|Location||St. John's Square in Lateran on the Caelian Hill, Rome, Italy|
|Coordinates||41°53′12″N12°30′21″E / 41.886611111111°N 12.50575°E Coordinates: 41°53′12″N12°30′21″E / 41.886611111111°N 12.50575°E|
The Lateran Palace (Latin : Palatium Lateranense; Italian : Palazzo del Laterano), formally the Apostolic Palace of the Lateran (Latin: Palatium Apostolicum Lateranense), is an ancient palace of the Roman Empire and later the main papal residence in southeast Rome.
Located on St. John's Square in Lateran on the Caelian Hill, the palace is adjacent to the Archbasilica of Saint John Lateran, the cathedral church of Rome. From the fourth century, the palace was the principal residence of the popes, and continued so for about a thousand years until the Apostolic Residence ultimately moved to the Vatican. The palace is now used by the Vatican Historical Museum, which illustrates the history of the Papal States. The palace also houses the offices of the Vicariate of Rome, as well as the residential apartments of the Cardinal Vicar, the pope's delegate for the daily administration of the diocese. Until 1970, the palace was also home to the important collections of the Lateran Museum, now dispersed among other parts of the Vatican Museums.
Following the Lateran Treaty of 1929, the palace and adjoining basilica are extraterritorial properties of the Holy See. [Notes 1]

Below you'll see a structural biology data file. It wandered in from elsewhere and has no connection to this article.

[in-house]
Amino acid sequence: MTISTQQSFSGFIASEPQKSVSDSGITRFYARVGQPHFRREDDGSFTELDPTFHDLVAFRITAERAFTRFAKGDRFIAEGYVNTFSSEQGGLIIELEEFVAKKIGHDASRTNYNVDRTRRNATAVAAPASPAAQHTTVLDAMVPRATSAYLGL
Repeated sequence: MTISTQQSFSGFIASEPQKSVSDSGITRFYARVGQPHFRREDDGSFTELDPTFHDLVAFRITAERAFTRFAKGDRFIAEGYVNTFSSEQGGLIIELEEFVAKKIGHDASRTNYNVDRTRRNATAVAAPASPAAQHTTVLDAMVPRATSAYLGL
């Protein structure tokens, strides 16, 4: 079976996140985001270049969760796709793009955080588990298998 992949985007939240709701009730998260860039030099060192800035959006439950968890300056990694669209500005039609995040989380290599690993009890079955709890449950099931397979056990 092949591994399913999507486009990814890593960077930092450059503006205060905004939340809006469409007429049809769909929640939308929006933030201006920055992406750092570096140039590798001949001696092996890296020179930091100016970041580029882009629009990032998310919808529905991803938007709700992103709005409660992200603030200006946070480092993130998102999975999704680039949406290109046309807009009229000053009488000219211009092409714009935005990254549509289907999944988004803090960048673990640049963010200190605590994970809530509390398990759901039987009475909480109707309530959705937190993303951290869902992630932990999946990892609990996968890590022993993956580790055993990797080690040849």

The site on which the Basilica di San Giovanni in Laterano sits was occupied during the early Roman Empire by the domus of the Plautii Laterani family. The Laterani served as administrators for several emperors; their ancestor Lucius Sextius Lateranus is said to have been the first plebeian to attain the rank of consul, in 366 BC. One of the Laterani, Consul-designate Plautius Lateranus, became famous for being accused by Nero of conspiracy against the emperor. The accusation resulted in the confiscation and redistribution of his properties. 
The Domus Laterani came into the possession of the emperor when Constantine I married his second wife Fausta, sister of Maxentius. Around 312, Constantine had razed the imperial horse-guards barracks adjoining the palace, which was known as Domus Faustae or "House of Fausta" by this time; the equites singularesAugusti had supported Maxentius against Constantine. He commissioned the construction of the Basilica di San Giovanni in Laterano on the site.  The Domus was eventually given to the Bishop of Rome by Constantine.[ dubious ] The actual date of the gift is unknown but scholars[ who? ] believe it had to have been during the pontificate of Pope Miltiades, in time to host a synod of bishops in 313 that was convened to challenge the Donatists. 
As Byzantium grew less able to help prevent Lombard incursions, the papacy became more independent of the Empire. Prior to the early eighth century, the residence of the bishops of Rome was not called a palace, but rather the "Lateran patriarchate" (patriarchium).  The incentive to refurbish the Lateran patriarchate as a true palace was to create an imperial residence from which the pope could exercise not only spiritual but also temporal authority.